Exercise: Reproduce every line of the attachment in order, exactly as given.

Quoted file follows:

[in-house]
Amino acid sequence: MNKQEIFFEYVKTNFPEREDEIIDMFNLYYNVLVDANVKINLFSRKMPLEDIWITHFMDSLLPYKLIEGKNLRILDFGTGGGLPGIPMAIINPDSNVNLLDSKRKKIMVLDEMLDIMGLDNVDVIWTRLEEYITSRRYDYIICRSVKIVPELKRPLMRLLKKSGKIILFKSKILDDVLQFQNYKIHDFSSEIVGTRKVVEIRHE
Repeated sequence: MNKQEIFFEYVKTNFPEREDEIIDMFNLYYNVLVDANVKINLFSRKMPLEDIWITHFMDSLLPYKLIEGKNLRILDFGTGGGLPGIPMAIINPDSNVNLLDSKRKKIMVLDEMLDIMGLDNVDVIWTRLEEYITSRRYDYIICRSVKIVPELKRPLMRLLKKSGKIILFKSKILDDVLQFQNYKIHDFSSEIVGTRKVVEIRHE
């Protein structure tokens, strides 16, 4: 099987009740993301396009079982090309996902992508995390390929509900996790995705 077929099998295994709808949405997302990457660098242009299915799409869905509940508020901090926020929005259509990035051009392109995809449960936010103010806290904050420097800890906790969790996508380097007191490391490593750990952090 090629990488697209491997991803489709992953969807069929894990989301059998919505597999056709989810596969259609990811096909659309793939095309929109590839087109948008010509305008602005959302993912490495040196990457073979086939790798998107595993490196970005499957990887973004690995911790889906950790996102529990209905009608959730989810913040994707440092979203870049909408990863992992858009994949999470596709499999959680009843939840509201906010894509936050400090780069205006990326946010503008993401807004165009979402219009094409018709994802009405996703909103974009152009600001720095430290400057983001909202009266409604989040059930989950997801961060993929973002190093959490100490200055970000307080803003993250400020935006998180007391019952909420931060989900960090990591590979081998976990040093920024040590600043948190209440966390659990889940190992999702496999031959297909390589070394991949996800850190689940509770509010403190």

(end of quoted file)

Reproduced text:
[in-house]
Amino acid sequence: MNKQEIFFEYVKTNFPEREDEIIDMFNLYYNVLVDANVKINLFSRKMPLEDIWITHFMDSLLPYKLIEGKNLRILDFGTGGGLPGIPMAIINPDSNVNLLDSKRKKIMVLDEMLDIMGLDNVDVIWTRLEEYITSRRYDYIICRSVKIVPELKRPLMRLLKKSGKIILFKSKILDDVLQFQNYKIHDFSSEIVGTRKVVEIRHE
Repeated sequence: MNKQEIFFEYVKTNFPEREDEIIDMFNLYYNVLVDANVKINLFSRKMPLEDIWITHFMDSLLPYKLIEGKNLRILDFGTGGGLPGIPMAIINPDSNVNLLDSKRKKIMVLDEMLDIMGLDNVDVIWTRLEEYITSRRYDYIICRSVKIVPELKRPLMRLLKKSGKIILFKSKILDDVLQFQNYKIHDFSSEIVGTRKVVEIRHE
């Protein structure tokens, strides 16, 4: 099987009740993301396009079982090309996902992508995390390929509900996790995705 077929099998295994709808949405997302990457660098242009299915799409869905509940508020901090926020929005259509990035051009392109995809449960936010103010806290904050420097800890906790969790996508380097007191490391490593750990952090 090629990488697209491997991803489709992953969807069929894990989301059998919505597999056709989810596969259609990811096909659309793939095309929109590839087109948008010509305008602005959302993912490495040196990457073979086939790798998107595993490196970005499957990887973004690995911790889906950790996102529990209905009608959730989810913040994707440092979203870049909408990863992992858009994949999470596709499999959680009843939840509201906010894509936050400090780069205006990326946010503008993401807004165009979402219009094409018709994802009405996703909103974009152009600001720095430290400057983001909202009266409604989040059930989950997801961060993929973002190093959490100490200055970000307080803003993250400020935006998180007391019952909420931060989900960090990591590979081998976990040093920024040590600043948190209440966390659990889940190992999702496999031959297909390589070394991949996800850190689940509770509010403190």